Lessons learned during a two-sport Paralympian...
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Mar 24, 2015  |  Vote 0    0

Lessons learned during a two-sport Paralympian career

St. Marys Journal Argus

Stew Slater

St. Marys Journal Argus

After Darda Sales wrapped up her presentation on Tuesday, March 24 to students and staff in the gymnasium, Holy Name Catholic School Principal Brent Langan asked the audience to give her a rousing cheer as a signal of their good wishes for the upcoming Para Pan Am Games in Toronto. And, thankful as she surely was for their gesture, it was clear from Sales’ presentation that this member of the Canadian National Women’s Wheelchair Basketball team is already well-placed to prepare herself both mentally and physically for the challenges ahead.

Sales, the Mom of twins from London, took a little over a half-hour on Tuesday morning to describe the farm accident that claimed her right leg at the age of three, and other challenges she overcame since that time to reach the top of the world’s rankings in two separate Paralympic sports.

She even brought along the Paralympic Gold Medal that she earned in 2000 in Sydney, Australia, as part of a World Record-shattering four-by-100 metres individual medley swimming relay team.

“I remember there were times when I was a kid that I would stand beside my desk in school and think, ‘this is the most boring song ever’,” Sales said of the Canadian national anthem. “But that night (back in Sydney), knowing that it was being played because of something I had done, I’ll tell you it was the sweetest song I ever heard.”

But, as Sales told the Holy Name audience, her life certainly can’t be described as jumping from one winning podium to the next. There were numerous “down” times, she stressed — a point she began her speech emphasizing, using a prop that’s very appropriate given the sport she took up more recently, after an injury forced her to give up swimming in 2010.

“The first rule of basketball is that, for a basketball to bounce, it first has to fall,” she said, standing — as she did for the entire presentation, including sometimes moving somewhat gingerly on her right-leg prosthetic — near the specialized wheelchair she now uses as a member of Canada’s National Women’s Wheelchair Basketball team.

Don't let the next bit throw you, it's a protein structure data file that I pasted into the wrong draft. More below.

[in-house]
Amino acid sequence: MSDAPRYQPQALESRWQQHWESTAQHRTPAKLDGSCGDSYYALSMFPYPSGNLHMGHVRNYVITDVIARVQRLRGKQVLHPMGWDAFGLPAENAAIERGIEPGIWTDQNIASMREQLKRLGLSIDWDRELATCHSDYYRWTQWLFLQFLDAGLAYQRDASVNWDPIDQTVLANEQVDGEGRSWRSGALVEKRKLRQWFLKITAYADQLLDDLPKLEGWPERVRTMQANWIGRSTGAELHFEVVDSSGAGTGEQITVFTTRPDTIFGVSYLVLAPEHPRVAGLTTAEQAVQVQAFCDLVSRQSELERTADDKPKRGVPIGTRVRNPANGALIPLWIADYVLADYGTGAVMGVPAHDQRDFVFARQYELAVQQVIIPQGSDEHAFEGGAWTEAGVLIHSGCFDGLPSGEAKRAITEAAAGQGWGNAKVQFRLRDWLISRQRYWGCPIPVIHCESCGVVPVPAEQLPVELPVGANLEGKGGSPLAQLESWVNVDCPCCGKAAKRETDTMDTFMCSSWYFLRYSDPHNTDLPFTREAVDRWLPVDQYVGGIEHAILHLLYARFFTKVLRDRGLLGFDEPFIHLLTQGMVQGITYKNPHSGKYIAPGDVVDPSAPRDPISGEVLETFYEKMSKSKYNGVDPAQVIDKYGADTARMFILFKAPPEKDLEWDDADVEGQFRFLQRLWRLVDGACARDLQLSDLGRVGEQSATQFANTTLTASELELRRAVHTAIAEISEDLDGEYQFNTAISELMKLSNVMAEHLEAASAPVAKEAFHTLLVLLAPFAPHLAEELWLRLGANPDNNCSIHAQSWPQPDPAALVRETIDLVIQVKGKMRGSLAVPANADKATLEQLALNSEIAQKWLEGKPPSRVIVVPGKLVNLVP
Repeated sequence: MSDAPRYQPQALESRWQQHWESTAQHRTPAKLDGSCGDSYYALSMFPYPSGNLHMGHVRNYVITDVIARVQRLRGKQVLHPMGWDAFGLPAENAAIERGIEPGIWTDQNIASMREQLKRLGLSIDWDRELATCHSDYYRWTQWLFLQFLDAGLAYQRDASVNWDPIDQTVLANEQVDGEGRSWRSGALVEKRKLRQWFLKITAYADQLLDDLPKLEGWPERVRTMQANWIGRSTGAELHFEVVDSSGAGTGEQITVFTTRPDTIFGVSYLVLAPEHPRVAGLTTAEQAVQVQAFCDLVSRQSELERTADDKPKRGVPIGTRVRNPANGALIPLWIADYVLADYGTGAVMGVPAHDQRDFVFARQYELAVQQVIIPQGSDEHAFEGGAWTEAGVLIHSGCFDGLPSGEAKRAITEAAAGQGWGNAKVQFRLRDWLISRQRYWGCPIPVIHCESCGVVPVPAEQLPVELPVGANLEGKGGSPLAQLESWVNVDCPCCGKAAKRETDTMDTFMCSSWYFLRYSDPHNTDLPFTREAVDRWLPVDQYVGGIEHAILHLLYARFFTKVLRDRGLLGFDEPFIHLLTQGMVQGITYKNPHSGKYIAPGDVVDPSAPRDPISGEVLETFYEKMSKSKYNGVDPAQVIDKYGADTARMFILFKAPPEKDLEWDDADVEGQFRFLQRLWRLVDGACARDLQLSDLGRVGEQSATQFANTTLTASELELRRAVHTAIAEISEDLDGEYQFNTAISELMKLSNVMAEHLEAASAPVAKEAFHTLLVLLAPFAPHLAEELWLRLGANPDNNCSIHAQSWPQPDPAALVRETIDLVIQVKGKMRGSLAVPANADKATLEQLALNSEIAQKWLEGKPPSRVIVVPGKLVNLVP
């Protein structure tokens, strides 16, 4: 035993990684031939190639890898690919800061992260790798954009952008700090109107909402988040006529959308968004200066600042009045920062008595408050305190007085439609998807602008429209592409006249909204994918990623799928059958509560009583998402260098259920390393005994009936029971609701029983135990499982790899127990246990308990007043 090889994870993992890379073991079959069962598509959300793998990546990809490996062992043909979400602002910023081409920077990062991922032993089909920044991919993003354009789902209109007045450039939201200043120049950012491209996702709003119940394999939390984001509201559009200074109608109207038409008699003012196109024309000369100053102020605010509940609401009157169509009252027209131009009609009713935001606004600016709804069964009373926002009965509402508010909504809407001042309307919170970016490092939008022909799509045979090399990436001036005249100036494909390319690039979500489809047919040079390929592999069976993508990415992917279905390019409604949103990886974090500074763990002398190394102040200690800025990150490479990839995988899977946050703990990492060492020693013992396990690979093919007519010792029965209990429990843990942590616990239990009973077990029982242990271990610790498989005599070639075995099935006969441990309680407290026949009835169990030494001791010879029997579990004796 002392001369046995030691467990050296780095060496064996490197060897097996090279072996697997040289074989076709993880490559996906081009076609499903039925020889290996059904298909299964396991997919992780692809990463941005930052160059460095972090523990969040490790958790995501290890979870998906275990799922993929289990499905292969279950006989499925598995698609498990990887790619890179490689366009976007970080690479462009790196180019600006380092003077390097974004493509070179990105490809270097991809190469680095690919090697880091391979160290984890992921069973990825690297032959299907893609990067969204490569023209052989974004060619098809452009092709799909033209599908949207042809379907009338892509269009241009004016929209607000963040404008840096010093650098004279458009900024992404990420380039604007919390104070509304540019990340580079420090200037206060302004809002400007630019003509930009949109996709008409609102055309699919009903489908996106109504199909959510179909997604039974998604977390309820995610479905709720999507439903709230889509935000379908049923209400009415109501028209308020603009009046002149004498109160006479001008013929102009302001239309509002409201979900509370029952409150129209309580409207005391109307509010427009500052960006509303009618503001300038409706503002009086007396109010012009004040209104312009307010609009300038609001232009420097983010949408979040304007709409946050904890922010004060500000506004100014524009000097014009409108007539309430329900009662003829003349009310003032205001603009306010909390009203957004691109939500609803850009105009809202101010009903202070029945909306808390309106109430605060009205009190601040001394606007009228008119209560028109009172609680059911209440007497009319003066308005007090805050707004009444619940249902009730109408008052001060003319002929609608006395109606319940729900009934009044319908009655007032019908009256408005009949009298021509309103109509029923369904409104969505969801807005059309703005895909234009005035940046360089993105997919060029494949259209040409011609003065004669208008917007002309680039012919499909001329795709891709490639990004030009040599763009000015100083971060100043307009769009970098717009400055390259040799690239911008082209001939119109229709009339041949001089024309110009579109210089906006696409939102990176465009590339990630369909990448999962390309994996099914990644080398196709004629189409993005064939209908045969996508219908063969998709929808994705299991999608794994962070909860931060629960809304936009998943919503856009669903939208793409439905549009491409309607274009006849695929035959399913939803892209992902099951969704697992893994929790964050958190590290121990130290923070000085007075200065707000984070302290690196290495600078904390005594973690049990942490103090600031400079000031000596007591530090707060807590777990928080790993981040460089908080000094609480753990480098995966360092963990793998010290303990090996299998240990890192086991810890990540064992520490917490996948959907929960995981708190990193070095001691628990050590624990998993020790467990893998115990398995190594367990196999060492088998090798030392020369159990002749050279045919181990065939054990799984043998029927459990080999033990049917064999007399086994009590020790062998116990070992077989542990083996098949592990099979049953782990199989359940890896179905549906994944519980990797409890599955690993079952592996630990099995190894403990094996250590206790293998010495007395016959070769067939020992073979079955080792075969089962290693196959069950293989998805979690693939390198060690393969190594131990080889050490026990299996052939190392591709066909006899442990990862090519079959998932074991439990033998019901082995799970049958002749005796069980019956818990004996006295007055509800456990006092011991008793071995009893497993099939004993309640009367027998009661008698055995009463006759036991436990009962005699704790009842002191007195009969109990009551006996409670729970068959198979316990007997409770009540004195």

(She noted the original plan for Tuesday was to get students involved in a “demo” of the specialized wheelchairs, but they couldn’t arrange to get the wheelchairs on site. She said she’ll be back soon, however, with some friends and their wheelchairs — including St. Marys resident and Holy Name grad Eric Voss, a member of Ontario’s Under-20 men’s team.)

The first big fall described by Sales was losing her leg above the knee when she was just three after becoming caught in a grain auger on a farm. “I was playing where I shouldn’t have been . . . and the adults were too busy to be paying attention like they should have been,” was her simple explanation of that fateful day.

Every week from then on, with five surgeries taking place in the meantime, she had physiotherapy. By the time she was nine, she was so sick of physiotherapy that she didn’t want to go. So her therapist suggested swimming lessons as a way of keeping her inspired to work on healing.

“I’m the youngest of four kids in a very, very competitive family,” she explained. “This was my opportunity to have my own sport, so I jumped at the chance.”

Other setbacks she described included disappointing swims in Paralympic finals after blazing through the preliminary rounds, and what she described as “a rookie mistake” in her third Paralympics that resulted in a disqualification.

“That was the worst day of my life,” she explained, before describing the kind words and actions of others that helped her deal with the psychological pain.

“In that moment, I learned another important thing about bouncing: Sometimes you need somebody to help you bounce back.”

Interestingly, she said her most cherished memory wasn’t when she won a Paralympic or World Championship medal. It was in those third Paralympics, when she “bounced back” from that disappointment to record a personal best in an event for which she wasn’t expected to challenge. She finished fourth.

The story isn’t yet over. In last June’s Wheelchair Basketball world championships in Toronto — Sales’ first opportunity to compete on home soil at the highest level — Canada surprised many by winning Gold. Next up is the Para Pan Am Games, Aug. 7-15, also in Toronto.

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